Most Likely to Star on Broadway: Glee

The students of William McKinley High School went through a lot in 6 seasons with a smile on their face and a song in their hearts. Say what you want about this show’s rocky run, but I’ll never forget when I heard the New Directions take on Don’t Stop Believin’ for the first time.

Continue reading

Hey, Mr. President, read these books next!

ABC News reported yesterday that President Obama has packed an armful of books for a two-week vacation with his family in Martha’s Vineyard. Here are the six books he selected!


There are some great choices on his summer reading list, including award-winning fiction and non-fiction but what happens when any booklover finishes the last book on the TBR list? You ask, “What should I read next?” We’ve got the answer. If you enjoyed these selections, here’s a list of HPB Staff Picks to get you started on your next book.

Continue reading

17 Movies That Make You Laugh and Cry!

I recently saw the newest Pixar hit Inside Out (2015), a journey through the mind of an 11-year-old girl and her emotions. Like so many other Pixar films, it touched upon basic human emotions about changes in life. And it does so literally in this one, because the main characters are named Joy and Sadness. But it got me thinking about some other fun films on DVD which are equally heart-warming. It takes some great storytelling to balance an array of emotions in one film.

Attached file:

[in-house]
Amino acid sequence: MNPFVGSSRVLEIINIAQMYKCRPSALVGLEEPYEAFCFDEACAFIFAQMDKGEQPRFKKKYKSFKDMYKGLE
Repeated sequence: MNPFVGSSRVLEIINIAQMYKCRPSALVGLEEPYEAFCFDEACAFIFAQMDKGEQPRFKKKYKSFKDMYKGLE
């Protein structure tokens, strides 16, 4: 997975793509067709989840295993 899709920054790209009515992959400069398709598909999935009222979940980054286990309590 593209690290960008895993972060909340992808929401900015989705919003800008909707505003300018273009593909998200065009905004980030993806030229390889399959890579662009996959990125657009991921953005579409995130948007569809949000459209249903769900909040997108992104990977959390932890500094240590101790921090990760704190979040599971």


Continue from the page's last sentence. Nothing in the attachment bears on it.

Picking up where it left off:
Sometimes you desperately need to laugh out loud. And sometimes a good cry does you some good, too. Rounded up by my officemates and me, here is a collection of 17 loveable movies that have been known to illicit both laughter and tears before the credits roll. I won’t name names because some of the guys in the office were reluctant to confess – “I might have cried or whatever.”

Get your tissue box in reach and prepare to laugh.

1. Steel Magnolias (1989). The plot largely takes place in Truvy’s (Dolly Parton) Beauty Parlor. It’s the story of a close knit group of people whose lives come together there. As you get to know the people at Truvy’s, their stories will make you laugh, and they will make you cry. Shelby Eatenton (Julia Roberts) is a diabetic young lady who becomes pregnant, against the advice of her physician. The pregnancy endangers her health. Her mother, M’Lynn (Sally Field) shares her concerns with her close friends. [SPOILER ALERT] This scene will make your heart ache along with M’Lynn as she express the anger she feels from losing her daughter.

Continue reading

10 Reasons Books Make Better Companions than People

I live in a one-bedroom apartment and currently have six bookcases.  My main motivation for moving next year is that I have nowhere else to put another bookcase, and I’m running out of room.


I have three books in my car at various stages of completion.  I walk down the hall to my office with my head stuck in a book (which bothers the legal department to no end, and they are constantly asking me to be careful).  Needless to say, Booklovers’ Day is a holiday I can get behind.  To celebrate Booklovers’ Day, which is August 9, I’ve decided to share ten reasons why books make better companions than people.

1. Books never judge you.  You can read them in sweatpants, without makeup, in a dirty apartment, eating peanut butter straight out of the jar, and they don’t care. Your mother, however, would be mortified.

2. Books don’t mind if you throw them across the room when you get mad at them.  If you throw people across the room, the police tend to be called and charges tend to be pressed.  It gets very awkward.


Continue reading